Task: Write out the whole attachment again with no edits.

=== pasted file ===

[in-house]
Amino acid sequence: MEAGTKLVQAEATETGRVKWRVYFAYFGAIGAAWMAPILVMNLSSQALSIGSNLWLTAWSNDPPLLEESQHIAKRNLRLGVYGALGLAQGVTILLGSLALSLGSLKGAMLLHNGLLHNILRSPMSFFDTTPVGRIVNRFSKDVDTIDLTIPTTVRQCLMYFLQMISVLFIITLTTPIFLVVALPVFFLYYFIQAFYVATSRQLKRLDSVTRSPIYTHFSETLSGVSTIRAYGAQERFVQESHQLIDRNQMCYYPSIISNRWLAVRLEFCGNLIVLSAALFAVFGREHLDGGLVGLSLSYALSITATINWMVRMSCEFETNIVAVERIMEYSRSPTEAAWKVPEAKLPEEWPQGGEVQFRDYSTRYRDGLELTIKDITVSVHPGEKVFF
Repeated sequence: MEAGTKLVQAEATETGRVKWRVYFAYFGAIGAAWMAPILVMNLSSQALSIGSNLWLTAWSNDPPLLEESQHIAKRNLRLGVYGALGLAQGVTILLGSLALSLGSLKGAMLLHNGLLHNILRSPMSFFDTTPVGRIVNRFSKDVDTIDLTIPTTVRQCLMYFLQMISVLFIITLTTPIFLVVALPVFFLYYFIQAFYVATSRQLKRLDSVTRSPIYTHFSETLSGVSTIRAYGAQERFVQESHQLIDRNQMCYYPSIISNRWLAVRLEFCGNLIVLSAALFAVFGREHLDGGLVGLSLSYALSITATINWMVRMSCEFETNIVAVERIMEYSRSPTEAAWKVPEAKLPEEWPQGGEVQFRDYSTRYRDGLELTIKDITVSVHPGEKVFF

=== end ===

[in-house]
Amino acid sequence: MEAGTKLVQAEATETGRVKWRVYFAYFGAIGAAWMAPILVMNLSSQALSIGSNLWLTAWSNDPPLLEESQHIAKRNLRLGVYGALGLAQGVTILLGSLALSLGSLKGAMLLHNGLLHNILRSPMSFFDTTPVGRIVNRFSKDVDTIDLTIPTTVRQCLMYFLQMISVLFIITLTTPIFLVVALPVFFLYYFIQAFYVATSRQLKRLDSVTRSPIYTHFSETLSGVSTIRAYGAQERFVQESHQLIDRNQMCYYPSIISNRWLAVRLEFCGNLIVLSAALFAVFGREHLDGGLVGLSLSYALSITATINWMVRMSCEFETNIVAVERIMEYSRSPTEAAWKVPEAKLPEEWPQGGEVQFRDYSTRYRDGLELTIKDITVSVHPGEKVFF
Repeated sequence: MEAGTKLVQAEATETGRVKWRVYFAYFGAIGAAWMAPILVMNLSSQALSIGSNLWLTAWSNDPPLLEESQHIAKRNLRLGVYGALGLAQGVTILLGSLALSLGSLKGAMLLHNGLLHNILRSPMSFFDTTPVGRIVNRFSKDVDTIDLTIPTTVRQCLMYFLQMISVLFIITLTTPIFLVVALPVFFLYYFIQAFYVATSRQLKRLDSVTRSPIYTHFSETLSGVSTIRAYGAQERFVQESHQLIDRNQMCYYPSIISNRWLAVRLEFCGNLIVLSAALFAVFGREHLDGGLVGLSLSYALSITATINWMVRMSCEFETNIVAVERIMEYSRSPTEAAWKVPEAKLPEEWPQGGEVQFRDYSTRYRDGLELTIKDITVSVHPGEKVFF